The same year Concorde entered service, Aston Martin introduced a roadgoing equivalent. But like the emblematic supersonic jetliner, the Lagonda embodied a future which ultimately failed to take flight.
Despite the fact that it didn’t run and wouldn’t actually enter production for another three years, the Lagonda’s thrilling sci-fi appearance caused a media sensation in the Autum of 1976 and probably saved Aston Martin’s bacon at a very difficult time. Because a year before, the Newport Pagnell-based car maker was in receivership, falling prey, like Jensen, Iso and Maserati to the fallout from the 1973 oil crisis coupled with the costs of adhering to ever-tightening safety and emissions regulations. Continue reading “Future Postponed – 1976 Aston Martin Lagonda”
Perplexing this: the market for very costly cars has been booming and Aston Martin have only racked up losses.
Automotive News report that ” a pre-tax loss of £127.9 million ($172.03 million) in 2015, the fifth consecutive year the company has failed to make a profit, as the number of cars it sold fell and as it invests in expansion”. It seems everyone likes Aston Martin but not enough people want to buy them. Hasn’t it always been like this? Continue reading “Costly Cars, Big Losses”
Autocar announced yesterday without any sense of embarrassment that the AMVZC shown as “a concept” last month will go into production largely unchanged.
What a remarkable sleight of hand, I feel. What has happened is that Aston Martin have shown a production car as a concept car, at the Villa d’Este concours. That has yielded a press-release and lots of coverage. A month later they are showing effectively the exact same car as a production car, with yet more coverage.
In this way AM have been able to avoid producing unconvincing and unfeasible trim as a disguise for a production car and get two bursts of coverage by the showing the same thing with two labels. If anyone can tell me where the difference lies between the “show car” and the production car then I’d be grateful. The entire exercise is quite cynical because, with one month between the “show car” and the “production car” it is clear that production was inevitable and there are no serious differences, no time need to evaluate demand or assess the reaction. Thus what has happened is that a production car has been presented as a show car, and I ask is this a first?
Since the Zagato is very striking and the sales are guaranteed, one wonders if this tricksy behavior is really necessary.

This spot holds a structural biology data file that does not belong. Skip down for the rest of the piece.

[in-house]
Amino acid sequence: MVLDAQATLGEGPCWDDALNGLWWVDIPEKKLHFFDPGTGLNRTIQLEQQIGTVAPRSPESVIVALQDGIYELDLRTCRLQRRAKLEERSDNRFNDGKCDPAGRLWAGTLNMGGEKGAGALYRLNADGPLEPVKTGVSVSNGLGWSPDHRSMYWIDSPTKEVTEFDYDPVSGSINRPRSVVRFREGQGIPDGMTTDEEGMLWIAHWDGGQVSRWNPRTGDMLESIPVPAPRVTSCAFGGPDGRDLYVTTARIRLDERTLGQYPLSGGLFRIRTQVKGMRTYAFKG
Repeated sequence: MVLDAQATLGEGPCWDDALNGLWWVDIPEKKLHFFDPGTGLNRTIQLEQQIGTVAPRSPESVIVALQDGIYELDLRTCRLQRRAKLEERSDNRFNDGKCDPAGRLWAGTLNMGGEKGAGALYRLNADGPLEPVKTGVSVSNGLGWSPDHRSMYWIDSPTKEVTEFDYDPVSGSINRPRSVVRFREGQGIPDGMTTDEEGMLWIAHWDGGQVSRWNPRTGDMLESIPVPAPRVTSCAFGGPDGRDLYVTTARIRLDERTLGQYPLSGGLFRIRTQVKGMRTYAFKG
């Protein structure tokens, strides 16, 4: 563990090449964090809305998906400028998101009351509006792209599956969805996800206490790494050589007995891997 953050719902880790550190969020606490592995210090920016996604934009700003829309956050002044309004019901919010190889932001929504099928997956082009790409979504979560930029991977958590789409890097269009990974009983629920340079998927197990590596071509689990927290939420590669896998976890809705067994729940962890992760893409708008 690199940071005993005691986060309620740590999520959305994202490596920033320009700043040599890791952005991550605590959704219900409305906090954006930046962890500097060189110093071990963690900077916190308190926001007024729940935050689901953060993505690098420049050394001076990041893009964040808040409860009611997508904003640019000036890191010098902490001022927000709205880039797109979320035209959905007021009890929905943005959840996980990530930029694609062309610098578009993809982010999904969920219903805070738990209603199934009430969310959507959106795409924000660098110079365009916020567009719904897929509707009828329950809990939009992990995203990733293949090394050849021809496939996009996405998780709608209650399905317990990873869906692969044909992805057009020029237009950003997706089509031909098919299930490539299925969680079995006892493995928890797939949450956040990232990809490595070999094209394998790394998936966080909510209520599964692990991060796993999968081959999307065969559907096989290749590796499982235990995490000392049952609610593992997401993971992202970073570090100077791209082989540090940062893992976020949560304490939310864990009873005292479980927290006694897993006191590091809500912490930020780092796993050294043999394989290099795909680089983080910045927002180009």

This is almost the most exclusive ashtray yet featured. It’s the very small and rather agricultural ashtray of the Aston Martin DB Mk 3 (1958).
This ashtray is centrally located which is good. The height above the gear-lever and relative to the driver’s hip is not so good. It’s not a very deep ashtray. If you think of Fitts´s Law you see that you have a small target and the car is moving too and therefore one’s hand and the target will be jostling. I imagine these cars were littered with debris from failed attempts to dispose of ash. Any decent half-corona is going to make a real mess of this. Continue reading “Ashtrays: 1958 Aston Martin DB Mk3”
Unless you live cut off from the outside world in a nuclear bunker, or spend your days with your eyes and ears screwed shut shouting “la-la-la-la-la, I can’t hear you”, you cannot have failed to notice a new James Bond film is in the offing: Spectre. Wired have helped prime the PR pump with an article on Daniel Craig’s latest conveyance, the Aston Martin DB10. Continue reading “Vehicle Inspectre”
Every so often, a concept car symbolises the crossing of an invisible line. Here’s one of them.
The Aston Martin DBX represents the best clue yet to the Gaydon-based marque’s future intentions. Aston Martin’s new CEO, Andy Palmer has stated a version of this car will be produced, telling the Telegraph last week; “The DBX is not an SUV, it’s an expression of a GT sports car; a DB crossing over into that usable space… it will be a five-door vehicle, and it won’t grow much bigger than the DBX.” Continue reading “Crossing A Rubicon – Aston Martin’s DBX”